J.B. Spins

Jazz, film, and improvised culture.

Monday, July 14, 2014

Japan Cuts ’14: Unforgiven

For Jubei Kamata, it is the end of an era—the Tokugawa Era. The former samurai-assassin used to kill with impunity and then he simply killed to stay alive, but he gave up killing at the behest of his beloved late wife. However, killing is a skill you never forget. Reluctantly, Kamata digs up his sword for a final violent errand in Sang-il Lee’s Unforgiven (trailer here), an inspired cross-cultural remake of Clint Eastwood’s Oscar-winning western, which screens tomorrow as part of this year’s Japan Cuts: the New York Festival of Contemporary Japanese Film.

In a remote frontier village on Hokkaido Island, two ranchers brutally disfigure Natsume, a young prostitute. Rather than prosecute them, local police chief Ichizo Oishi merely requires the former samurai pay restitution to the brothel owner. Outraged by his callous disregard for Natsume’s suffering, her fellow prostitutes pool their money to place a bounty on the offending settlers.

Old Kingo Baba intends to collect that bounty, so he tries to recruit his old samurai comrade Kamata, a.k.a. “Jubei the Killer.” Already haunted by his past carnage, Kamata dearly wishes to keep his promise renouncing violence. Unfortunately, a disastrous harvest leaves him no other option to provide for his young son and daughter. Soon, Kamata and Baba are joined by Goro Sawada, an impulsive would-be outlaw, who also happens to be half Ainu (the indigenous people of Hokkaido and Sakhalin). As it happens, Kamata’s late wife was also Ainu, giving the two men a distant kinship and a shared outage at the Meji government’s repression of Ainu customs.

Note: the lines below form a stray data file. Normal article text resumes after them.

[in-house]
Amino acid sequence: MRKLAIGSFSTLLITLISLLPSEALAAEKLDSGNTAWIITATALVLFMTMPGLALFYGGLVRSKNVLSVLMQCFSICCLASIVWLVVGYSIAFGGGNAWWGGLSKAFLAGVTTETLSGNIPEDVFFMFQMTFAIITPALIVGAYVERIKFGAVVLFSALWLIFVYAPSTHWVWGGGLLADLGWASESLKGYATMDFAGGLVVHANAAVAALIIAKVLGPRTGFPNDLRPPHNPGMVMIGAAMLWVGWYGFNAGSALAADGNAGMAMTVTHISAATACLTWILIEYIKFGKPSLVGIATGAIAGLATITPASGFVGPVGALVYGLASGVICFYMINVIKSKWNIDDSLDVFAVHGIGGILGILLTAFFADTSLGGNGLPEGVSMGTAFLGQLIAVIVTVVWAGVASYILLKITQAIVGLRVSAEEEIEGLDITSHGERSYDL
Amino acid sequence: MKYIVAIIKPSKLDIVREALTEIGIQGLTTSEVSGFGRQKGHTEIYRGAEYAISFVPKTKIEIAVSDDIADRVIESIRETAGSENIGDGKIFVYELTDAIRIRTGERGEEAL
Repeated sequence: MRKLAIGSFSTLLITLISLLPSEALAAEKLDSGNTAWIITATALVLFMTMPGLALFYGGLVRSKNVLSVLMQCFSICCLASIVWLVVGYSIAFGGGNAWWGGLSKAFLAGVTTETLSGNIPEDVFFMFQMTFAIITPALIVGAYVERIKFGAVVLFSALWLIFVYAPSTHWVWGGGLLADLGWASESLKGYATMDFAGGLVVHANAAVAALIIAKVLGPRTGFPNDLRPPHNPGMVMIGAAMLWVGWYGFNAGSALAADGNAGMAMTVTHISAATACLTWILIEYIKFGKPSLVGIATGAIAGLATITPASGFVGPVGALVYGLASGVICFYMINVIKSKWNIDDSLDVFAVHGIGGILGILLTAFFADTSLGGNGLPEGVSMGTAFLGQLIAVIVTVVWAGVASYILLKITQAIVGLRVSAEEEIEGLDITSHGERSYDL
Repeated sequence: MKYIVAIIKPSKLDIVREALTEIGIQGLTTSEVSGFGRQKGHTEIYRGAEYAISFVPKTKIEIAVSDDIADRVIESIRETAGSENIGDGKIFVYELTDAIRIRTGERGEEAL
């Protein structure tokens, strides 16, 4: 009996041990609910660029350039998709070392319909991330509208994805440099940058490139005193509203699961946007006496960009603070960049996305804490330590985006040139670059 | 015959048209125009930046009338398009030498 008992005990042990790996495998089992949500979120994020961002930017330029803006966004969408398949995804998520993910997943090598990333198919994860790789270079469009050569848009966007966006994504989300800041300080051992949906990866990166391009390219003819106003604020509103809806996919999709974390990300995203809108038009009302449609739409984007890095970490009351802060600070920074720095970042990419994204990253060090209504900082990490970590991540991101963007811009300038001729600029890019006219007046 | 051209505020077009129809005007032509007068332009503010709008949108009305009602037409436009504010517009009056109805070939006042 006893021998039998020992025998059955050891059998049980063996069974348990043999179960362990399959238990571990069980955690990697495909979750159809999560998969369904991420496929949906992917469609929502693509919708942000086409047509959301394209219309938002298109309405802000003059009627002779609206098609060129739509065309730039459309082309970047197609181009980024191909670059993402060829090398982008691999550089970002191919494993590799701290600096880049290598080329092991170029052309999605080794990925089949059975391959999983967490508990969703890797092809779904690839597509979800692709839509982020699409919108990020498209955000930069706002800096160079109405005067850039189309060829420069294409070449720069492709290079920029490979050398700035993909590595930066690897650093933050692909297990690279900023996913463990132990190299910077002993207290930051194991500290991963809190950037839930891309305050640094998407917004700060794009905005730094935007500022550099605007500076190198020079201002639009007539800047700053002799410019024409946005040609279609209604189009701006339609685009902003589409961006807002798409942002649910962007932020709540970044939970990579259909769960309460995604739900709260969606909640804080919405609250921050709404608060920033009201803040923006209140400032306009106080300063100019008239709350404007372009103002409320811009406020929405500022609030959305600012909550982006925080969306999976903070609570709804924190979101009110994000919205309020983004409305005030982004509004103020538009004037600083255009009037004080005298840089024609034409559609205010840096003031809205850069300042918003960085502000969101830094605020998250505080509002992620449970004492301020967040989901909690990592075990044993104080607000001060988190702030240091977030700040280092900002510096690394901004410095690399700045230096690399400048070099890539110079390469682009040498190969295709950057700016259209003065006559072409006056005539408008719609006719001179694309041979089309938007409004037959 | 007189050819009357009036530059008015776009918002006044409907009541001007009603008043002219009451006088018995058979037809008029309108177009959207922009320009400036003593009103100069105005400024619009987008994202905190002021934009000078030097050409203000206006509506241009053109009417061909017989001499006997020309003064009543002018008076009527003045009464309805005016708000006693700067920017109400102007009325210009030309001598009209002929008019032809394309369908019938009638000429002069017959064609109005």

Arguably, the Ainu element further deepens the Unforgiven story beyond the Eastwood’s revisionist critique of a violent, misogynistic American west. Closely paralleling the original, Lee’s adaptation perfectly fits within the rough and tumble early Meiji northern provinces, where many former Shogunate ronin sought refuge.

Ken Watanabe (who starred in Eastwood’s Letters from Iwo Jima) is impressively hard-nosed and world weary standing in for his former director. Akira Emoto’s nervous energy playing Baba is a bit of a departure from Morgan Freeman’s analog, but it works well in context. Koichi Sato is smoothly fierce in the Hackman mold and Shiori Kutsuna is devastating as the disfigured (but still beautiful) Natsume. Yet, it is evidently still hard to get the balance of exuberance and angst right for Sawada/the Schofield Kid.

Cinematographer Norimichi Kasamatsu gives the Hokkaido vistas the full John Ford treatment, while Lee invests the action sequences with a tragically operatic vibe. It is a gritty period production that represents a triumph return to the tradition of Jidaigeki films and westerns riffing and channeling each other. Frustratingly, it is also a reminder of how rare the contemporary western has become in Hollywood, even though Japanese cinema continues to find creative grist in its national history. Highly recommended for fans of moody westerns and samurai films, Unforgiven screens tomorrow (7/15) at the Japan Society as part of the 2014 Japan Cuts.

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